If you're convinced this isn't a kernel issue, we should assign this bug to the NetworkManager component.
So, since ifconfig shows eth0, can you get an ip address?
I assume Matt thought it wasn't a driver issue because there were no tg3 messages in dmesg etc. I) noticed that too but I didn't have access to a system with a 5906M to check it out. (But thanks Matt for the info.)
Once you get RHEL6 installed, would it be possible to access this system to see what the config files look like?
I'm confused, because it works now as expected.
- installing RHEL6.0-20100526.2-Workstation-i386-DVD1.iso
=> broken as described in the initial comments (up to comment 4)
(I'm sure the network cable was plugged in that old experiment,
because I was able to get a connection after I used
a manual ifconfig, as stated in comment 0)
- the experiments I did today (comment 7) were done with
the same code snapshot, a live iso
BUT => today the network cable was not plugged in
(I simply didn't expect it to work, given I was still using a snapshot from
the same day.)
- now I booted the live version with ethernet cable plugged in,
and ethernet works just fine!
It seems unlikely that there is a difference between install-to-disk and boot-live-iso, but I'm tempted to install to hard disk again (which unfortunately will involve opening the notebook and installing a different harddisk).
I installed to harddisk (again).
As soon as I edit the file and change it to
network-manager immediately starts up the ethernet connection.
Which software produced the incorrect file ifcfg-eth0 ?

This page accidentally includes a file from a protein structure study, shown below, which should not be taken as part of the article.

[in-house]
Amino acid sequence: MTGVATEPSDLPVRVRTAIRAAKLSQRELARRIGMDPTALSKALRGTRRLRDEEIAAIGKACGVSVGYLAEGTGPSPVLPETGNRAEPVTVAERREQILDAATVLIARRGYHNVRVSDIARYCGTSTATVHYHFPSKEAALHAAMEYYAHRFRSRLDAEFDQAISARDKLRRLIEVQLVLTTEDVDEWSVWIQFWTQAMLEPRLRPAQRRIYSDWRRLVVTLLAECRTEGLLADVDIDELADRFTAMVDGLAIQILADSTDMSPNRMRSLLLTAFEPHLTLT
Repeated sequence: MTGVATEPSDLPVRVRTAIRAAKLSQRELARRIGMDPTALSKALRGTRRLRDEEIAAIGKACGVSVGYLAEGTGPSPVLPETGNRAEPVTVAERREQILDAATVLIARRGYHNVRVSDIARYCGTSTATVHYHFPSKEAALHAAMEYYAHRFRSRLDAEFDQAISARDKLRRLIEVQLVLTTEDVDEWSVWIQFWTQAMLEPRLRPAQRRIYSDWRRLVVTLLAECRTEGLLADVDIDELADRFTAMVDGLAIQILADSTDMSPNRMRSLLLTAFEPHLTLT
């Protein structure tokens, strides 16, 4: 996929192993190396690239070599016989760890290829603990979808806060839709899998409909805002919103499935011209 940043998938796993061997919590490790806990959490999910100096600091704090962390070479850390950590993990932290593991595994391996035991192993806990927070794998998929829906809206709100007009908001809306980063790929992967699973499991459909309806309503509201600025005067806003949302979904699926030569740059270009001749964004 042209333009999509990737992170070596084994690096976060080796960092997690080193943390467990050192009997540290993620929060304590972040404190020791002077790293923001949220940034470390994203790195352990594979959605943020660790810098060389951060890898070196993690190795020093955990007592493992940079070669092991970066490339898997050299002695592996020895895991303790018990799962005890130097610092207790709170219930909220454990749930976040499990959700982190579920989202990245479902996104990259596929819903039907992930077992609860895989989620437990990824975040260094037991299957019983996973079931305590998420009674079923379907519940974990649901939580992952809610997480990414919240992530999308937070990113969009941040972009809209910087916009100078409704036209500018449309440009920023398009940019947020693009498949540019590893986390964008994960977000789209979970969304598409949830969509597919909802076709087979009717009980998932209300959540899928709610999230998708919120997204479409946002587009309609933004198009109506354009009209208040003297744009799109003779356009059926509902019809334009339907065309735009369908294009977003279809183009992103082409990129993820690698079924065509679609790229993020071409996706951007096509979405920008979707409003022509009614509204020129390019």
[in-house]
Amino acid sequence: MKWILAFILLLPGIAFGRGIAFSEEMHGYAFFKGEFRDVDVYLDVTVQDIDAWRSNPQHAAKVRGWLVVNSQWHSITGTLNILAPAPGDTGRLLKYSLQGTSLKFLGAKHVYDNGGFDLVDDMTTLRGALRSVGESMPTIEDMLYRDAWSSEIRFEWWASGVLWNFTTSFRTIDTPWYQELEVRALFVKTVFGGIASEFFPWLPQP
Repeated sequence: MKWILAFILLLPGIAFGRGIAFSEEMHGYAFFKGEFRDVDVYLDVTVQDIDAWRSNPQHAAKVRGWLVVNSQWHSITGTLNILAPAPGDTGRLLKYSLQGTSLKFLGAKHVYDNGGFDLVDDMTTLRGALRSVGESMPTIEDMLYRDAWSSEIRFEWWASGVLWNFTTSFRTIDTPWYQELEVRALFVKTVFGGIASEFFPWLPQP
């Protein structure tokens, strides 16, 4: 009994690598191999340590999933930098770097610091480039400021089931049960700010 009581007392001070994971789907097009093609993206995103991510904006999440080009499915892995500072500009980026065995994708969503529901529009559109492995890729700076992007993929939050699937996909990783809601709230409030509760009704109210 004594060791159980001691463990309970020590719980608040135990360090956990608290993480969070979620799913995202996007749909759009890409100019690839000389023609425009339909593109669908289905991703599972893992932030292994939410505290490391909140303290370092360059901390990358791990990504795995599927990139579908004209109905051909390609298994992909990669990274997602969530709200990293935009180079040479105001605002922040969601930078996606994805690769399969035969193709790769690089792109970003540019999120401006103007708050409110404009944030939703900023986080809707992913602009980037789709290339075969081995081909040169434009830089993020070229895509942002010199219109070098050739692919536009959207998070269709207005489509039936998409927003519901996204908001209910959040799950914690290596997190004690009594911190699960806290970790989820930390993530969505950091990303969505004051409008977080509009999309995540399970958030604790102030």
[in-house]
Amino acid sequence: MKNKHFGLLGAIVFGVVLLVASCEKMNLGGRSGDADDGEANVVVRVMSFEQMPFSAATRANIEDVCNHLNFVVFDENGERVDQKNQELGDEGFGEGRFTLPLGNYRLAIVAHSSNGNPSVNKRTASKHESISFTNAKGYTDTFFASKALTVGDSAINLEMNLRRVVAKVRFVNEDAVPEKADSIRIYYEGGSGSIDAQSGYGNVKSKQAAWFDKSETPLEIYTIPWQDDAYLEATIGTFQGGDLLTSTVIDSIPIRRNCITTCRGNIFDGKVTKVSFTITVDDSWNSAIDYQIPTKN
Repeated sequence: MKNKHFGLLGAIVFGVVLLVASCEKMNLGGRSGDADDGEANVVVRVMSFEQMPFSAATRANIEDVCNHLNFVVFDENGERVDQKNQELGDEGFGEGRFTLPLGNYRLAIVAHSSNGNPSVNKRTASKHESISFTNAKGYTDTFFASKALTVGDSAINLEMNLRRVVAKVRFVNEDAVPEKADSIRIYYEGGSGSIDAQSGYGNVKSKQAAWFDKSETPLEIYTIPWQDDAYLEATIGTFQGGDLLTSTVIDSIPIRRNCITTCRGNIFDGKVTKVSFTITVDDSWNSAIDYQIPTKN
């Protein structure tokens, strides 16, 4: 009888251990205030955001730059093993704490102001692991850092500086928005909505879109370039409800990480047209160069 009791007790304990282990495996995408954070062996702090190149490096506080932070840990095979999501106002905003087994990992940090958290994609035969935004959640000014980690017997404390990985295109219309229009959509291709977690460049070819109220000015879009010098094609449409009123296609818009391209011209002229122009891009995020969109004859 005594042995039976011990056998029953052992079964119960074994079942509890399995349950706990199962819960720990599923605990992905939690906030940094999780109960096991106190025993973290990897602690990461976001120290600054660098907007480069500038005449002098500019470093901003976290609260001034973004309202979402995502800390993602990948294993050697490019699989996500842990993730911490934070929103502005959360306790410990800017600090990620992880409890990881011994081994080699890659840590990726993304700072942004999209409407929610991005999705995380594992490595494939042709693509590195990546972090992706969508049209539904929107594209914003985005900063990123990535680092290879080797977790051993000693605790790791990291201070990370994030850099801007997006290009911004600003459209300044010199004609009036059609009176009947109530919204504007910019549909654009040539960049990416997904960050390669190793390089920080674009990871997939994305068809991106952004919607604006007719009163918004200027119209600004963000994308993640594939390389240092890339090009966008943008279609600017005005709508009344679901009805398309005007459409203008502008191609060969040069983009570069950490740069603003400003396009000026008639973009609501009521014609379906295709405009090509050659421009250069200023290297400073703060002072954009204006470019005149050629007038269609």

FWIW, during setup, I didn't touch any of the network related buttons (used defaults).
This request was evaluated by Red Hat Product Management for inclusion in a Red
Hat Enterprise Linux major release. Product Management has requested further
review of this request by Red Hat Engineering, for potential inclusion in a Red
Hat Enterprise Linux Major release. This request is not yet committed for
Ok, so here's the problem...
Anaconda writes out ifcfg files with NM_CONTROLLED=no to make NM ignore the interface until you actually configure networking, at which point we assume that you actually want to enable networking. That's all fine.
But if you install from the DVD and don't configure networking in the installer, you're left with NM_CONTROLLED=no in the ifcfg files after the installation is done. That's not fine.
I'd suggest for anaconda that either:
1) only use NM_CONTROLLED=no for interface configurations that NM doesn't yet support, if any, and instead set ONBOOT=no so that NM does not bring the device up automatically until needed
2) set NM_CONTROLLED=yes for all NM supported configurations before the installer exits, so that devices are managed by NM after the installation is done
(In reply to comment #13)
> I'd suggest for anaconda that either:
> 1) only use NM_CONTROLLED=no for interface configurations that NM doesn't yet
> support, if any, and instead set ONBOOT=no so that NM does not bring the device
> up automatically until needed
> 2) set NM_CONTROLLED=yes for all NM supported configurations before the
> installer exits, so that devices are managed by NM after the installation is
Yes, I am working on 1) (2) would silently change what user could have selected in "Configure Network").
*** This bug has been marked as a duplicate of bug 606745 ***